Shopping around: the cost-benefit of emerging rehabilitation technologies

The disability market is benefiting from an expanding range of innovative equipment, fuelled by a combination of technological advances and by crossover into the civilian sector from military aftercare of combat veterans.

The marketing brochures promise life-changing improvements in quality of life. It is inevitably appealing for personal injury claimants and their lawyers to draw up a shopping list of cutting-edge technologies - with a corresponding price tag attached. As a consequence, equipment is currently an inflationary trend when examining the overall cost of claims.

In practice there are recurring questions for compensators being asked to fund breakthrough products, including whether the (usually higher) cost is justified compared to existing options, whether likely to be a short-lived fad or a lifelong commitment, and whether the functional gains deliver savings in relation to other usual heads of loss such as care and accommodation.

One of the highest profile innovations has been the robotic exoskeleton designed to allow paralysed people to re-walk following a spinal injury. The psychological upside is obvious; a recent example reported in the press was a paralysed father of the bride able to walk his daughter down the aisle using an exoskeleton. The manufacturers claim other health benefits such as improved body conditioning and sleep health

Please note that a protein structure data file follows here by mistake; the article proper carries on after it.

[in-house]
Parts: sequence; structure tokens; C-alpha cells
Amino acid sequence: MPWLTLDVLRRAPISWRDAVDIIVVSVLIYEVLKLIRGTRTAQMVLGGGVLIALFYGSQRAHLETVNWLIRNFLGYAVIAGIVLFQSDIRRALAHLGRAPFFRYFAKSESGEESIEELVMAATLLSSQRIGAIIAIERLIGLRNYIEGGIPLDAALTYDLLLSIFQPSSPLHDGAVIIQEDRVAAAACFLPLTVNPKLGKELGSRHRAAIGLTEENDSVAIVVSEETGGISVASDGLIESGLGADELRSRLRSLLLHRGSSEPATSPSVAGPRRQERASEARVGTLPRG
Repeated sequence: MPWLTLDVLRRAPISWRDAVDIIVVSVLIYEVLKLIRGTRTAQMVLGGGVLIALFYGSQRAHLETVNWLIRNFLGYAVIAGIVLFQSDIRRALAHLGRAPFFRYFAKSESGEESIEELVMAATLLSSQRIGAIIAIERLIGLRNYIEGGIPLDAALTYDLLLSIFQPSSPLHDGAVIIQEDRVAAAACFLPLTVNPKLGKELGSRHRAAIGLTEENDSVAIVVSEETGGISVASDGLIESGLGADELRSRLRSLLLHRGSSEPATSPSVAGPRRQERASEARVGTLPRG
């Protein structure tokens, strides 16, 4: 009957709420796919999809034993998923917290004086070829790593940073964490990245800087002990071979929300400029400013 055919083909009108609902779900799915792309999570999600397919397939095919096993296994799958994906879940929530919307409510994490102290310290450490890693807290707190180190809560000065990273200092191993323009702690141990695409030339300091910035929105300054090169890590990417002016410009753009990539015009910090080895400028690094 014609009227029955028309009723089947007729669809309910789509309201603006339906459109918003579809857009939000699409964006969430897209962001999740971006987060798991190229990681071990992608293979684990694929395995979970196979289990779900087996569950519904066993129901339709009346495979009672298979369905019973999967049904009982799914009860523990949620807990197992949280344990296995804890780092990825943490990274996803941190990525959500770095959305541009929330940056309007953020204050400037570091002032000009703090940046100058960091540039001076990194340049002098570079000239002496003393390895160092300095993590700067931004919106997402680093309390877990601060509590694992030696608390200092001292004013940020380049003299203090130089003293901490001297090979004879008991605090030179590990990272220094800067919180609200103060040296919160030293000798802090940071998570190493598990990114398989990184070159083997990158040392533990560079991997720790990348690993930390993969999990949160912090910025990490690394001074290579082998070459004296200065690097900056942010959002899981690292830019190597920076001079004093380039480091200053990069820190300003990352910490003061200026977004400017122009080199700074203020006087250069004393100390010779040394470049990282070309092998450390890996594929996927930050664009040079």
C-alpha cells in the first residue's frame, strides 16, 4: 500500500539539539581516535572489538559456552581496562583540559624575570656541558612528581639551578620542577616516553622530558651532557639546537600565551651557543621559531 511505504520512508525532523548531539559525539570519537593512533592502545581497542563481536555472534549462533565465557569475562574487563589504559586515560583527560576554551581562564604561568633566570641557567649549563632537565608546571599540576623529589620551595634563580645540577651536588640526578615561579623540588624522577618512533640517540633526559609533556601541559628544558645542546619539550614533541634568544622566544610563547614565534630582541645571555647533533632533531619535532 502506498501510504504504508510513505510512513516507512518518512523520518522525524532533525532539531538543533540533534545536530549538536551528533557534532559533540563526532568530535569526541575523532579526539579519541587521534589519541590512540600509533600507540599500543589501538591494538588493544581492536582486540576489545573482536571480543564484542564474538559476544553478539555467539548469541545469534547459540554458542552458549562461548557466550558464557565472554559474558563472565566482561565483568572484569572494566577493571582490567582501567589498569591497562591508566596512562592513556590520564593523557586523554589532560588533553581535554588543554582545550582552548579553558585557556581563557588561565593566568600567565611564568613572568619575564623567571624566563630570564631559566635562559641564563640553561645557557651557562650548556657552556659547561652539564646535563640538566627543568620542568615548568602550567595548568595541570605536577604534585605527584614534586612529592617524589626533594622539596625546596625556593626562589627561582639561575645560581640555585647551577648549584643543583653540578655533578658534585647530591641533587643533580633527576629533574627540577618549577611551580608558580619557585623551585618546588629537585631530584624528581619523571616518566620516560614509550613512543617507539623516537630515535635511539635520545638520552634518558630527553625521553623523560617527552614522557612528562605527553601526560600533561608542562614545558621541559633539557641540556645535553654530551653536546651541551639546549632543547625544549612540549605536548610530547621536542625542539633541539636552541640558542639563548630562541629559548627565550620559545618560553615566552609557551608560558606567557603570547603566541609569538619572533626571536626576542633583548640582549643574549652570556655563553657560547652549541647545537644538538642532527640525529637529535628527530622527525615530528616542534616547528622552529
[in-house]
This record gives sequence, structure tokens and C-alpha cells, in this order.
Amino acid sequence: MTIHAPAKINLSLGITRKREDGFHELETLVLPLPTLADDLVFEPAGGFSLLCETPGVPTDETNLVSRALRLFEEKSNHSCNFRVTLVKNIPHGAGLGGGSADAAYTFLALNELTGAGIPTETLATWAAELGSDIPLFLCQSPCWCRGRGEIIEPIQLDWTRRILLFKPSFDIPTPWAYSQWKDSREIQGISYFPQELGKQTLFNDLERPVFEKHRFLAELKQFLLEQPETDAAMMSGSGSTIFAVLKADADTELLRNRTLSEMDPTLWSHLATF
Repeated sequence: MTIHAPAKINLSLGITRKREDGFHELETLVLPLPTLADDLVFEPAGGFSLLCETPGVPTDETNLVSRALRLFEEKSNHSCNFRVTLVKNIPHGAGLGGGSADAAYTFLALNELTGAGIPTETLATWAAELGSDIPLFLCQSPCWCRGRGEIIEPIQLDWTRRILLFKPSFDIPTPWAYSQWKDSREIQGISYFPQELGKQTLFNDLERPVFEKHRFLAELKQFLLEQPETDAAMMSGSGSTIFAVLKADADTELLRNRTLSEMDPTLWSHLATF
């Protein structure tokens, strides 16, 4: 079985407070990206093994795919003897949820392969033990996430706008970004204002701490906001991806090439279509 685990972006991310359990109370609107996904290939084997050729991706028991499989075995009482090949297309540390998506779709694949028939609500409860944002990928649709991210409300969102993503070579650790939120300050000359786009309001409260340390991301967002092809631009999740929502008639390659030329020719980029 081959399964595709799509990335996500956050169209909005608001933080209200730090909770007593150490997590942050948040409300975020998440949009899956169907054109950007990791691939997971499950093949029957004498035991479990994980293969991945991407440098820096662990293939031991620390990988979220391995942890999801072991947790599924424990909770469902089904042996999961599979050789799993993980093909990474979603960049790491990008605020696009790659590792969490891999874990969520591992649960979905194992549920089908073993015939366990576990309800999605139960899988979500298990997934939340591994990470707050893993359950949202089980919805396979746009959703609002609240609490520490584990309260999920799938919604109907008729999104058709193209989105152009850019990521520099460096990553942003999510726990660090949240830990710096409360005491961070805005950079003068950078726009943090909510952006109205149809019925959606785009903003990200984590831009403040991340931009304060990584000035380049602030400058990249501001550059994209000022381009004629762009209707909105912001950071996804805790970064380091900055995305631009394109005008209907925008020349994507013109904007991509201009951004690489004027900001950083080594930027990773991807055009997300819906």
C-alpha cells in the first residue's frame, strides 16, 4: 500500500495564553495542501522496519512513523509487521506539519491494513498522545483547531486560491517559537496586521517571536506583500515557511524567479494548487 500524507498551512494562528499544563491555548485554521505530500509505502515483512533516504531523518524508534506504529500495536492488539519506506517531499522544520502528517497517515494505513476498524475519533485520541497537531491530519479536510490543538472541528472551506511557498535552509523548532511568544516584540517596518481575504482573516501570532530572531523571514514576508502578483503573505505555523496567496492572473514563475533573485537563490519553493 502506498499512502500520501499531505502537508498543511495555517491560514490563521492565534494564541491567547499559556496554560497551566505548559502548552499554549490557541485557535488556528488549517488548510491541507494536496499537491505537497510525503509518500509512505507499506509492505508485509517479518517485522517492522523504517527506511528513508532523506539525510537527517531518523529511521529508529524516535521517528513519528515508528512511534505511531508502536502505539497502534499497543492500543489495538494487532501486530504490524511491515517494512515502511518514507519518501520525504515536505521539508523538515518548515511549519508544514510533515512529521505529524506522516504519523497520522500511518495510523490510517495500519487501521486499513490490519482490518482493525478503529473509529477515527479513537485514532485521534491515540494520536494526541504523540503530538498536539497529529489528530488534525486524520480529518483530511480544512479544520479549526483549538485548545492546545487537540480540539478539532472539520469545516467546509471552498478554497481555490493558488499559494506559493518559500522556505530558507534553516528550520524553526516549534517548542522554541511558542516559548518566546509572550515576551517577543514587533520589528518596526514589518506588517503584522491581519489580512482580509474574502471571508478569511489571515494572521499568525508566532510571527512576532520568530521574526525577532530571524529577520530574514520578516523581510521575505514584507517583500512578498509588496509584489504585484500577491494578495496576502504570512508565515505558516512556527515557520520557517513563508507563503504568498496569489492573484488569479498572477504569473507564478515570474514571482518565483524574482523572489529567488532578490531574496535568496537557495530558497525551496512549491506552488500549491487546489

However, the exoskeleton has its limitations. At higher levels of spinal lesion, the user is still likely to require an attendant carer to help put on and take off the suit and to accompany them in case of falls. There are also rival and arguably better options for home exercise, such as FES (functional electrical stimulation) cycling or hand cycling.

The challenge for compensators is to try to identify innovations that both ameliorate the injured person's quality of life and offer a return on investment by minimising inter-dependent heads of loss. Some of the emerging products with that potential are as follows:

  • A "hands free" wheelchair which uses the Segway self-balancing technology so that users can control direction of travel by tilting their upper body or even head. It has everyday applications, such as holding an umbrella in the rain, or carrying a hot drink from the kitchen into the living room, when otherwise a carer may be required.
  • A smart watch which uses sensors including GPS and accelerometers to collect data about a patient for ongoing remote monitoring of rehabilitation compliance, which in turn could reduce the frequency and expense of therapist-led sessions and maximise independent or carer-facilitated exercises.

Suppliers are also becoming more commercial with their product support and marketing. For example:

  • At least one of the exoskeleton suppliers offers a three month rental on a trial basis, following which the costs are deducted from any subsequent purchase.
  • It has been commonplace for many years for amputees to seek a compensation award for a spare prosthetic limb as back-up when the main limb is being serviced or repaired. One of the major prosthetic manufacturers, Otto Bock, now offers in-warranty courtesy limbs on many of its products.
  • It is now possible to lease adapted vehicles for a short period, including where the level of ultimate recovery is uncertain at the point of hospital discharge and the parties may not know whether an adapted vehicle will be required in the longer term or what wheelchair specification it will need to accommodate.

Disability technology is a growth area with significant financial consequences for claims reserves and potentially lifelong benefits for accident victims. The prudent compensator should therefore critically evaluate the cost-benefit of equipment and be prepared to shop around for the right purchases.